Perhaps surprisingly, Newman and Thornley (1996, pp. 27-76) categorize the Dutch planning system as belonging to the Napoleonic family. The basis of the system, from which the characterization is derived, is formed by its broad legal context, which consists of a Napoleonic code and a written constitution. In the Netherlands, there are three levels of government: the national government, provinces (12), and municipalities (572 in 1997). Each level of government has clearly circumscribed legislative and administrative powers. Within those bounds, it is autonomous as long as it does not conflict with the interests of higher authorities. The national government provides a framework (in the Physical Planning Act of 1965) prescribing the procedures for the physical plans of the other levels of government. Additionally, national spatial policy is formulated in Reports on Physical Planning (regularly revised), which run through a special legal procedure, the so-called National Physical Planning Key Decision. The Reports on Physical Planning are meant to coordinate sectoral policies and provide provinces and municipalities with guidelines for their physical plans.
Provinces provide a regional plan (streekplan), which is an administrative guideline for municipal plans. Municipalities, for their part, develop two kinds of physical plan: a structure plan (structuurplan) and a land-use plan (bestemmingsplan). The latter is legally binding for individuals as well as for other parties (including governments). Citizens can oppose any planning proposal at each level of government. Furthermore, developers have to apply for a building permit (which municipalities have to grant if it is in accordance with the land-use plan). Objections can also be raised with regard to building permits (ISOCARP, 1992, pp. 146153). Compared with other countries, where the implementation of a physical plan is concerned municipalities in the Netherlands are richly equipped. Not only can they make use of public instruments such as compulsory purchase, but they are also actively engaged in the land market (see below).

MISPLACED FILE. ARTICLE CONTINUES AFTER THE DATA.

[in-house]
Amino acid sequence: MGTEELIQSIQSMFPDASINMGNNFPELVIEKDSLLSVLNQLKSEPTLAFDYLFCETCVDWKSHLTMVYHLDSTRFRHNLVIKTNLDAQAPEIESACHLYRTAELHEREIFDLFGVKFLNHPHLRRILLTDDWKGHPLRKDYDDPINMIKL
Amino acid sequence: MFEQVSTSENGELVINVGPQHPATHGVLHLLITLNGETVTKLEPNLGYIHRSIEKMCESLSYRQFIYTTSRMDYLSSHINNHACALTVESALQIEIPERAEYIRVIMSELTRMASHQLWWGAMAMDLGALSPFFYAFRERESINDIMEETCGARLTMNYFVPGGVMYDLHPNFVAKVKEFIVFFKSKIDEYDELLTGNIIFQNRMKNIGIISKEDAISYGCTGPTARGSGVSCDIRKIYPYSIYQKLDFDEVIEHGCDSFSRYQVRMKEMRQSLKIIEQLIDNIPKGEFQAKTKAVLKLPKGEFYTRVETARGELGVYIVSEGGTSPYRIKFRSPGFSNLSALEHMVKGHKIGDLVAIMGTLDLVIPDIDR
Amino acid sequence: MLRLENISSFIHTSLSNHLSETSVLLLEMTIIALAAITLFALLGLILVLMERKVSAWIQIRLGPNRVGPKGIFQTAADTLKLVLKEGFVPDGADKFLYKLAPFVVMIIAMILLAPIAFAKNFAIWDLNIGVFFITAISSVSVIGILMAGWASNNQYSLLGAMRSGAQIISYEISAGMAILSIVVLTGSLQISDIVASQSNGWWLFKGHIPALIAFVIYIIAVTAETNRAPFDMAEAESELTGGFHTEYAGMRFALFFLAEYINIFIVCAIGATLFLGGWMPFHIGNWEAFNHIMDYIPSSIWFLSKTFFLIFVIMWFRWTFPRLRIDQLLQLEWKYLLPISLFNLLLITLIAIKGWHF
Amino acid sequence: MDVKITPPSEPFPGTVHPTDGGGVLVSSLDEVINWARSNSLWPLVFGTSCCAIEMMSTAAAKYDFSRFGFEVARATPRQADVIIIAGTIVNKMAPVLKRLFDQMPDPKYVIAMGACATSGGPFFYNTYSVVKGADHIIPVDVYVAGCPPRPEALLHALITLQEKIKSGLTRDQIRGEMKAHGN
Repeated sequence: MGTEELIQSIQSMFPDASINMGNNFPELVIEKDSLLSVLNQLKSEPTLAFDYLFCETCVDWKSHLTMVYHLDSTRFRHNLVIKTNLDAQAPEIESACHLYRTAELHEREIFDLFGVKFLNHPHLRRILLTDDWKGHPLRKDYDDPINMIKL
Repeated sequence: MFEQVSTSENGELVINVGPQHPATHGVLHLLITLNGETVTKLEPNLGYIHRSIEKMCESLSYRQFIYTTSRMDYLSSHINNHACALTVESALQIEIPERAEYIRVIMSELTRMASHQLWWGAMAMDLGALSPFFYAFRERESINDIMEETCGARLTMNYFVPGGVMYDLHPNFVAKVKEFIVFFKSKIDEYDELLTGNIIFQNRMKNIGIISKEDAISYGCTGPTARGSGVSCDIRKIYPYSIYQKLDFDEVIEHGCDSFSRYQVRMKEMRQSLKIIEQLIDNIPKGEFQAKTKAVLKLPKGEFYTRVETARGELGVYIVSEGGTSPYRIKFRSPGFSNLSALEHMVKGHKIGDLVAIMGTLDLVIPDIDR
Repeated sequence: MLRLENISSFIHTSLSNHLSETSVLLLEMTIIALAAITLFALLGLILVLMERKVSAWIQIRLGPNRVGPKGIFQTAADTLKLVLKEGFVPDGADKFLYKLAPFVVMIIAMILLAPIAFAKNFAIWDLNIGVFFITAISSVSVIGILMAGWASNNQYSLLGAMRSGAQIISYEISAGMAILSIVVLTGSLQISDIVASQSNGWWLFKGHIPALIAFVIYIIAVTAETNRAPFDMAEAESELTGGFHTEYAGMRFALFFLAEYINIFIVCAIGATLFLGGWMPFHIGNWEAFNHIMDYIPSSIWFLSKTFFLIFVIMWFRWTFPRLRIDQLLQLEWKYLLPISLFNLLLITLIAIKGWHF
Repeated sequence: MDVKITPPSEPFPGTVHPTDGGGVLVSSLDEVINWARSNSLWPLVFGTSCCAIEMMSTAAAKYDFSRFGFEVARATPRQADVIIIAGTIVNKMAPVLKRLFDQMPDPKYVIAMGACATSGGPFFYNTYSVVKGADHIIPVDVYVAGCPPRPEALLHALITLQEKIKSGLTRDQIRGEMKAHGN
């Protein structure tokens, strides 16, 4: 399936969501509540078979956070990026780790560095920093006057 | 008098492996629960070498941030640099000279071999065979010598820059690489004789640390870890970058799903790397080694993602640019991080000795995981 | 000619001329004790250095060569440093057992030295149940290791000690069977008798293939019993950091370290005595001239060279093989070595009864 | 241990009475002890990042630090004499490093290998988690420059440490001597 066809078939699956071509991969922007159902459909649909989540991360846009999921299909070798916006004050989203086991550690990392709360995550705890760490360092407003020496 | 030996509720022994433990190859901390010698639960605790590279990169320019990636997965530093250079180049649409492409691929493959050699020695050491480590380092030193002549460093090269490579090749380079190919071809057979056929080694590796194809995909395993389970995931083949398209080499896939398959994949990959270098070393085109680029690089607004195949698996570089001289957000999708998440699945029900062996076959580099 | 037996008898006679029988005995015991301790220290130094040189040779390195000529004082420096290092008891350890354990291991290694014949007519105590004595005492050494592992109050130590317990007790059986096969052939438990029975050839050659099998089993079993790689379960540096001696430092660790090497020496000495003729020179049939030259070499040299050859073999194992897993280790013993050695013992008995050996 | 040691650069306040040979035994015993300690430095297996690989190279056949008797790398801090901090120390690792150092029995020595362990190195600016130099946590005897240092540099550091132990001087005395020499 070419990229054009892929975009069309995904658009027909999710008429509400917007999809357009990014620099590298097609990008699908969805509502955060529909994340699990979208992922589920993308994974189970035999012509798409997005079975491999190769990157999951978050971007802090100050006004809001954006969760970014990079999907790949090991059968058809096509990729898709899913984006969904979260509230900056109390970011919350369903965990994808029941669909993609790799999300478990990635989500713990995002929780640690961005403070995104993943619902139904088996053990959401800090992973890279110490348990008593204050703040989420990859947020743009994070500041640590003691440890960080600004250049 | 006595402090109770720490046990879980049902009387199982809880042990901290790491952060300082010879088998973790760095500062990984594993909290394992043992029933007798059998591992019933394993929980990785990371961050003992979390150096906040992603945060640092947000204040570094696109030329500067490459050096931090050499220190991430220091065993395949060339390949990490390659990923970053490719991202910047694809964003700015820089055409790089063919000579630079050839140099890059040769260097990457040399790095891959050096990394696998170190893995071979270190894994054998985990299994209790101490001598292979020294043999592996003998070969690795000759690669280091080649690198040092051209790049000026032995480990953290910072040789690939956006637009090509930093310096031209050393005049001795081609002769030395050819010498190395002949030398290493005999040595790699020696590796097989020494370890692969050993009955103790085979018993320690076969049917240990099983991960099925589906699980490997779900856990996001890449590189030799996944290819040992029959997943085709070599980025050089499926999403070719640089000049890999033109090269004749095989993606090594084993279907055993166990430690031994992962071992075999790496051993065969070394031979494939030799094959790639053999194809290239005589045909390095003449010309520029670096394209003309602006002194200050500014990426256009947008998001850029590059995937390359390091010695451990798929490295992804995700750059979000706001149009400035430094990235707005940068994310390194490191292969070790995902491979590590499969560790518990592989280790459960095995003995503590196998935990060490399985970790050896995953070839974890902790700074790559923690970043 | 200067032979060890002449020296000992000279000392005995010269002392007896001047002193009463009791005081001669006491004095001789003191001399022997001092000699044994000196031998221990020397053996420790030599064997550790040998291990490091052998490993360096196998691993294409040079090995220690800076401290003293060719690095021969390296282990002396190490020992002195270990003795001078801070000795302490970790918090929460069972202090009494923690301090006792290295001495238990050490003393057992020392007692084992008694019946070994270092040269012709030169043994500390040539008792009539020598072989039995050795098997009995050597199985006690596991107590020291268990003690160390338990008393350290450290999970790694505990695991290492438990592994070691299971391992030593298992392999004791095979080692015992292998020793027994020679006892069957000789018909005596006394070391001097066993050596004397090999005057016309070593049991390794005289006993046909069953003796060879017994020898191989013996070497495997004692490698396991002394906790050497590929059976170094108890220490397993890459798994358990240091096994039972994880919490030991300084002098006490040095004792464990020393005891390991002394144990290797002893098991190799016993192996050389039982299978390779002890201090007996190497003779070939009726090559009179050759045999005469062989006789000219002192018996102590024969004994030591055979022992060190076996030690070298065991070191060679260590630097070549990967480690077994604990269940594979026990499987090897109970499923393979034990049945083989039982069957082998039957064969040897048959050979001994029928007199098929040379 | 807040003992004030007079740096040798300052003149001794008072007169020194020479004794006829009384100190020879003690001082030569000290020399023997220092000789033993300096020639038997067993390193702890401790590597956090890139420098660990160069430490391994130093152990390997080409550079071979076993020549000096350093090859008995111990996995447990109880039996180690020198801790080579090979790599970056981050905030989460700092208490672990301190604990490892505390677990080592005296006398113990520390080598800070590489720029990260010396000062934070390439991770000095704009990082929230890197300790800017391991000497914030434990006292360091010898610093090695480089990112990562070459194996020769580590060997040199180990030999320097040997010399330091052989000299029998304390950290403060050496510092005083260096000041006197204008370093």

The Dutch territory is covered with physical plans. These provide a high degree of certainty for developers as well as for citizens. Considering the density of plans, it is not surprising that one of the main points of discussion remains a perceived lack of flexibility (Needham et al., 1993). Furthermore, a distinctive feature of the Dutch planning system is that municipalities have a very active land policy. A government hand in acquiring, servicing and selling land is common practice in most Dutch municipalities (Spit, 1995). This deeply affects the relationships between developers and governments. Of the three levels of government, the local level is by far the most important.
The emphasis in physical planning is on the local level. But, as far as the larger infrastructure projects are concerned, financing and planning is mainly the task of the national government. At the same time, private investors are becoming increasingly involved. The increasing reliance on private funding leads to complex situations when it is part of a wider process of change. Specifically, the complexity arises when private finance is combined with a decentralization tendency in physical planning and a centralization trend in the financing and planning of large infrastructure projects. And this is generally the case with railway station area redevelopment.
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